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ERIC Number: ED549215
Record Type: Non-Journal
Publication Date: 2012
Pages: 162
Abstractor: As Provided
Reference Count: N/A
ISBN: 978-1-2674-0597-5
Tuition Discounting through Unfunded Institutional Aid at Private Baccalaureate Colleges
Martin, Jeremy Paul
ProQuest LLC, Ph.D. Dissertation, The College of William and Mary
Colleges and universities discount tuition by providing institutional aid to reduce the actual amount paid by a student. Discount rates are substantial and continue to increase, particularly at private institutions. Funded institutional discounts are linked to gifts or endowment income restricted to financial aid. Unfunded institutional discounts have no revenue source and represent tuition revenue foregone to incentivize enrollment. The purpose of this study was to analyze the implications of tuition discounting on institutional market strength by examining the use of unfunded institutional aid at private baccalaureate colleges from 2000 to 2009. Price elasticity, the change in quantity demanded based on change in price, proved highly volatile and varied greatly among the sample and within institutions over time. Analyses found no statistically significant relationship of price elasticity for either full-pay or aided students with unfunded institutional discounting. Admissions selectivity was a significant predictor of unfunded institutional discounting with less selective institutions discounting more through unfunded aid. The most selective colleges also discounted to fewer students, whereas the bottom three quartiles aided more than 96% of enrolling students in 2009. These findings supported the conclusion that colleges awarding higher levels of unfunded aid have less market strength. Analyses also found no significant changes in the ratio of funded and unfunded institutional discounting as a result of the economic recession, though unfunded institutional discounting did increase from 27.3% to 32.3% from 2000 to 2009. Jeremy Paul Martin [The dissertation citations contained here are published with the permission of ProQuest LLC. Further reproduction is prohibited without permission. Copies of dissertations may be obtained by Telephone (800) 1-800-521-0600. Web page:]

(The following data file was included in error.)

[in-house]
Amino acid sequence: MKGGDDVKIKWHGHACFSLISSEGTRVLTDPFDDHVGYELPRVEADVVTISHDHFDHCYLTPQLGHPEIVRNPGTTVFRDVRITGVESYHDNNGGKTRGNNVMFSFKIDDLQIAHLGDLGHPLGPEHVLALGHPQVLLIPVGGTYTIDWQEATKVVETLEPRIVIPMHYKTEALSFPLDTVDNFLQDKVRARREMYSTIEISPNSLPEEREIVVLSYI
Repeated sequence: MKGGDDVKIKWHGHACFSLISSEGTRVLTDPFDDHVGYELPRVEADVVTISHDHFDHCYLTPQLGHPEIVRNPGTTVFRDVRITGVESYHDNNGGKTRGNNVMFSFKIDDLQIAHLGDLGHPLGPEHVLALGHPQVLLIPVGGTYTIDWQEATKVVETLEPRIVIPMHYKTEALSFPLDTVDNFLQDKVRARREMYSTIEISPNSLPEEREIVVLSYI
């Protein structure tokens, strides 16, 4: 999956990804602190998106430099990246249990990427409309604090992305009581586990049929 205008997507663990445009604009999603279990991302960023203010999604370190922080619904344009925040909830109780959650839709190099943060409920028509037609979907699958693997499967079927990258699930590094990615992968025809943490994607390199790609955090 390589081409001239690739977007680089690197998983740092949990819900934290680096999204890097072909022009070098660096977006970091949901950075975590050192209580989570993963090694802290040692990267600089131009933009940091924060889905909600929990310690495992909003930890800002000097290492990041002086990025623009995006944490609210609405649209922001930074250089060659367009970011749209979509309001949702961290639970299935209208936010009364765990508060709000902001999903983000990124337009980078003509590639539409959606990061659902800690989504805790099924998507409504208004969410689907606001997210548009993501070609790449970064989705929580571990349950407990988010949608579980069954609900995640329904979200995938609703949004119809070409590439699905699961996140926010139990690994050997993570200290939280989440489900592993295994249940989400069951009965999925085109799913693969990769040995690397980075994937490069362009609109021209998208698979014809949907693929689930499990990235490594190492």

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Publication Type: Dissertations/Theses - Doctoral Dissertations
Education Level: Higher Education; Postsecondary Education
Audience: N/A
Language: English
Sponsor: N/A
Authoring Institution: N/A